What to do when you get here — An insider’s guide to interests and attractions in the area surrounding The Cliff House Resort & Spa.
FREE (and almost free) Things To Do - Part 2
Hiking & Bicycling
On your next visit to The Cliff House you just might want to pack your walking shoes, your camera and a pair of binoculars and take a trip to the Rachel Carson National Wildlife Reserve, just a few miles away off Route 9 in Wells. The Carson Trail is a one-mile walk along an upland edge, offering broad vistas and close-up views of one of southern Maine’s most valuable ecosystems. I can’t decide if I am more fascinated by the wildlife or the trees and plants. One spring I saw a Piping Plover scurrying to distract me from her nest, a silly makeshift indentation in the sand. But, then again, her eggs are sand color — so who is sillier? The combination of marshlands, meadows, rocky coast and forest make this a most unusual place. This is not difficult terrain — you won’t need a Sherpa. You can download a map of the trails at www.fws.gov/northeast/rachelcarson/opportunities.html.
Would you like to explore a coastal forest? Mount Agamenticus is a stunning choice. It is about six and a half miles out Mountain Road, across from Flo’s Hot Dog Stand in York. Don’t be one of the daring bikers who peddle the dangerously curving Shore Road. No, no. Take your bike by car because 11,000 acres await you. Plan on being there twice as long as you imagined because the views are stop-right-here-gorgeous! And the sounds from symphonic to hushed! Directions and a trail map are offered at www.agamenticus.org showing uses permitted on each trail.
I chose Ring Trail and went around the loop twice; once for the joy of it and the second time to read the signs about the history and geology of this amazing place. I topped off my day of bike riding with a Swedish massage in the Cliff House Spa. And, after all that fresh air and exercise, I ordered a lobster for dinner.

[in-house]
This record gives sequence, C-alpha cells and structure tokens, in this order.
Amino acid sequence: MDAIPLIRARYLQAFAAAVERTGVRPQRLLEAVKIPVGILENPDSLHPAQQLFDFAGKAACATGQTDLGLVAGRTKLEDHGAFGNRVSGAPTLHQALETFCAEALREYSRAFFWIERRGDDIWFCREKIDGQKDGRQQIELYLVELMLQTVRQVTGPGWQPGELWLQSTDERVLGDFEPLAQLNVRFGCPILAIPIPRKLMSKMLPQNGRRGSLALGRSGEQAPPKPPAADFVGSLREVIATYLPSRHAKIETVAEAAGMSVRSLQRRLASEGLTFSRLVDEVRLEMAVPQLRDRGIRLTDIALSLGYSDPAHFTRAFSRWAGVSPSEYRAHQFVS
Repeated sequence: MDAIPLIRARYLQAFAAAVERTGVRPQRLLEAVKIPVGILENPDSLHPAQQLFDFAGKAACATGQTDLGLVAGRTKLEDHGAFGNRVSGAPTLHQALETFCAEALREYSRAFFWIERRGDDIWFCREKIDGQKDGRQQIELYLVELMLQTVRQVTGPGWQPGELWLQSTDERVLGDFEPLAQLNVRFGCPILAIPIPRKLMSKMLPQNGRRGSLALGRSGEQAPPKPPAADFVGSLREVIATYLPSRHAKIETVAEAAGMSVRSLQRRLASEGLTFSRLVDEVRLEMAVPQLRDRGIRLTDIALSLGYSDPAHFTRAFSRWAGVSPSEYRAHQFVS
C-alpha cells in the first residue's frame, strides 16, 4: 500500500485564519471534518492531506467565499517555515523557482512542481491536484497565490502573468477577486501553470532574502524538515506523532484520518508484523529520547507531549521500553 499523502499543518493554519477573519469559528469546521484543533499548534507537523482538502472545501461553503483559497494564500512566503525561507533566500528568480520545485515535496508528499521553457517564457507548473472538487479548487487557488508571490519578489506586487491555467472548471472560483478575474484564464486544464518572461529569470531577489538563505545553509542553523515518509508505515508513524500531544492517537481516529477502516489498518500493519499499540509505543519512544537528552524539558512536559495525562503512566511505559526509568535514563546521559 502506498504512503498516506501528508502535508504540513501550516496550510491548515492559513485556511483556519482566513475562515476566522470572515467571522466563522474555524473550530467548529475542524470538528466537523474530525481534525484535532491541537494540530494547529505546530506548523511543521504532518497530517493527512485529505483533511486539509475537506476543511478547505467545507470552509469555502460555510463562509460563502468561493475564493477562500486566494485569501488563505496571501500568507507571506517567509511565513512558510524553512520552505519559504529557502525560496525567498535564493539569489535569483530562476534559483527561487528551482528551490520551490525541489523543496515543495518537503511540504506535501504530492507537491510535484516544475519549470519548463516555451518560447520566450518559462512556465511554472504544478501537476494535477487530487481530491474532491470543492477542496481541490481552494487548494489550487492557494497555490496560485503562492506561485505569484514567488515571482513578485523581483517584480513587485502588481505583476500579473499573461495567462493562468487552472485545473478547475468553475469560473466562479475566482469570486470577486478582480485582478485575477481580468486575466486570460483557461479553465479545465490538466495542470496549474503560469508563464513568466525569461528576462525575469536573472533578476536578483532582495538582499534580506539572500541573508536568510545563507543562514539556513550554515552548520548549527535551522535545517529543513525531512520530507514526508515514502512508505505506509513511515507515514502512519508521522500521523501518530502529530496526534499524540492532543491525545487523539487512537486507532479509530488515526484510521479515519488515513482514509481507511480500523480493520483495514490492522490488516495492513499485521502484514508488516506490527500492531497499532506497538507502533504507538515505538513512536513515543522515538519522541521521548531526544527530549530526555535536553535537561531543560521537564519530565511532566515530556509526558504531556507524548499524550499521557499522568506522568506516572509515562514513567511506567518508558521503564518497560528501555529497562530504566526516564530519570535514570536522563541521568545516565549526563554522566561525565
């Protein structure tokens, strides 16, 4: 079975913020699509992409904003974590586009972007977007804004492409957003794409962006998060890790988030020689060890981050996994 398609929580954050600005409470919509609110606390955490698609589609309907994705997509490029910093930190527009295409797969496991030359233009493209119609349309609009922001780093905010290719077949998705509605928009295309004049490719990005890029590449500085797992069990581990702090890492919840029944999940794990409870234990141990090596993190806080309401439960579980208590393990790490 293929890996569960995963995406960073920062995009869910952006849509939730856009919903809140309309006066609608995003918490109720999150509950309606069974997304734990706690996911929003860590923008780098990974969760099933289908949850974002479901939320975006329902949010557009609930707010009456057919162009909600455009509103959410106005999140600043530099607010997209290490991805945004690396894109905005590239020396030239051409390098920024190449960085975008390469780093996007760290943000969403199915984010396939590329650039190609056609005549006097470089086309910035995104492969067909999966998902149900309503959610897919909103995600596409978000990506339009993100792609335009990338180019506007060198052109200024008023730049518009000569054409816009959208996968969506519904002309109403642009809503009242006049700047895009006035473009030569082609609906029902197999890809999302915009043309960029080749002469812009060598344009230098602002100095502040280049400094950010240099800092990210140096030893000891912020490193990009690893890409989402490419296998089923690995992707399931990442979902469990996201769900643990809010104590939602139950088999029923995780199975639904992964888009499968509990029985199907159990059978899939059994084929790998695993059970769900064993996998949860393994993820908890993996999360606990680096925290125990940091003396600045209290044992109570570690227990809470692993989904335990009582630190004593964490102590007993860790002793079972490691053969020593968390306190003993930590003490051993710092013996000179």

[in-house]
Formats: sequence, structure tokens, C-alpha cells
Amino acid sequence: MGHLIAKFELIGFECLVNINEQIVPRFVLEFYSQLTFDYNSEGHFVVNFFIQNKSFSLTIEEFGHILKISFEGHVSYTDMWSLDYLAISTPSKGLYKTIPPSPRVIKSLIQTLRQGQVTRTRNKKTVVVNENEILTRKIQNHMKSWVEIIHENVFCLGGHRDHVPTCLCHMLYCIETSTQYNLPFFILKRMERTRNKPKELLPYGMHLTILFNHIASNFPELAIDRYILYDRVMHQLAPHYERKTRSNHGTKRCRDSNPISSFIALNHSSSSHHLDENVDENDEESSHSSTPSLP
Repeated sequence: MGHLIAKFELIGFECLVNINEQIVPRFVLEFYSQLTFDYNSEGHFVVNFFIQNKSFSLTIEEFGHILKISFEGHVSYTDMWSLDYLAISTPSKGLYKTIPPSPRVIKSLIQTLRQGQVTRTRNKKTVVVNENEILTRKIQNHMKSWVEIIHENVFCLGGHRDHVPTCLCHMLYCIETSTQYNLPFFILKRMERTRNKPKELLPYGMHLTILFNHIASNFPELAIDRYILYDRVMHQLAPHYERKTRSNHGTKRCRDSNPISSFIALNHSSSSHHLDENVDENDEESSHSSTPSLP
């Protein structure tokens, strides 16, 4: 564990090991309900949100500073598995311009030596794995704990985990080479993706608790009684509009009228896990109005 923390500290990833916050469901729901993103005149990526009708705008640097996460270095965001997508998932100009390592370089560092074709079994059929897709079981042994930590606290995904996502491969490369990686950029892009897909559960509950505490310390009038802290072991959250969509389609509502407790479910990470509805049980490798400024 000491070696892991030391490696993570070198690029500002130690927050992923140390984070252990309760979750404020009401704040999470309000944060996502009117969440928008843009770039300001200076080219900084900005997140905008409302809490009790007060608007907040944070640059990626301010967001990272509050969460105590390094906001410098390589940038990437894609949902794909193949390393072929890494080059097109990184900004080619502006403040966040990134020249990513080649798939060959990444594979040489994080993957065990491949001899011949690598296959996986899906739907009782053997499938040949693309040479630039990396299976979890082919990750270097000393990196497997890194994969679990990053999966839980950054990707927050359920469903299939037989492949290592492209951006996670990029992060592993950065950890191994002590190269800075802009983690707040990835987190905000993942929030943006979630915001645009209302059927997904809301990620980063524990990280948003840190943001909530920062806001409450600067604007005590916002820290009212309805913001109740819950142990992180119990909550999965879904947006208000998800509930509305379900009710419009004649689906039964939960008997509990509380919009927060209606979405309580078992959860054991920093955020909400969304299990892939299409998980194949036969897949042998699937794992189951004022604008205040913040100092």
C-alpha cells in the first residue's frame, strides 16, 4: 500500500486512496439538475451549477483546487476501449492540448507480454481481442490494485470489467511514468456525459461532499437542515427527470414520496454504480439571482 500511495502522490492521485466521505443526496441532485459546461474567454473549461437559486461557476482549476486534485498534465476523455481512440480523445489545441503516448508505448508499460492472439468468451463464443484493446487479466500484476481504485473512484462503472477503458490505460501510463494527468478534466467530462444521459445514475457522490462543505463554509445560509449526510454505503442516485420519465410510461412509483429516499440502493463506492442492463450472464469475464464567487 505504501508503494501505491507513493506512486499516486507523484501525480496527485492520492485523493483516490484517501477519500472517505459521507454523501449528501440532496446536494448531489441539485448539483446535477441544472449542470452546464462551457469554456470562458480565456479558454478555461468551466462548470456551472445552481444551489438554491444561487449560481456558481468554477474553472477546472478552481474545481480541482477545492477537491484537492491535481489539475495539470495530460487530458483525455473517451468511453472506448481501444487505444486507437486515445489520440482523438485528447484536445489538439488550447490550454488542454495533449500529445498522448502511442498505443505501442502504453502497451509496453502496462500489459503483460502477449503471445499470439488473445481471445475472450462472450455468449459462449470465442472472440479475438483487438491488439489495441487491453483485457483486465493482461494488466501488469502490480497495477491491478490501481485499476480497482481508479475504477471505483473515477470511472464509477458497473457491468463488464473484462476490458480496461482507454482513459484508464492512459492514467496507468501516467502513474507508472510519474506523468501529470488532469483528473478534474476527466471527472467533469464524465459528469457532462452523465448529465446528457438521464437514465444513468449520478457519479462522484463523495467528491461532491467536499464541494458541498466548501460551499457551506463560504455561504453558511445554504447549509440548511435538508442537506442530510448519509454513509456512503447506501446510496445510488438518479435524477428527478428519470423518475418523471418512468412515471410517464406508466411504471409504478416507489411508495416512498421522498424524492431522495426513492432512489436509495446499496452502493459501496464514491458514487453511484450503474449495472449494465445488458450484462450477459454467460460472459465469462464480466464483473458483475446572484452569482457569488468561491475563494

There is something so restorative about a stroll when you are on vacation. I always take the Shoreline Trolley to Perkins Cove and walk the mile and a half on Marginal Way to Ogunquit Beach. It can be wildly crowded in summertime and that atmosphere is part of the fun. The views are spectacular, and the scent of the Rugosa beach roses wafts up on the wings of the wind. In late fall this path is pristine, and the view is mesmerizing.
On my most recent visit, however, I walked from Old York Village down toward the Marshall Store. I slipped into the woods just before the store and saw Wiggly Bridge. It is a charming bridge for walkers, suspended above the tidal flow of the York River. It is said to be the tiniest suspension bridge in the world!
There are a series of connected trails in York that provide an expansive view of the waterfront. A short loop trail through Steedman Woods Nature Preserve connects the John Hancock Wharf to Fishermen’s Walk, a scenic path along the harbor. The path hugs the shore past gardens cascading with flowers and shrubs, through the harbor settlement and into a public garden before becoming York’s answer to Newport’s famous Cliff Walk, carved into the rocky shore beneath a series of exquisite homes.
For me, strolls like these are like walking through a living history book. Now, it is time to return to The Cliff House; a favorite place of mine filled with wonderful memories. Being a plan-ahead-woman, I had scheduled a Blueberry Pedicure for 4 o’clock. I will choose a vibrant orange polish, the color of the sunrise.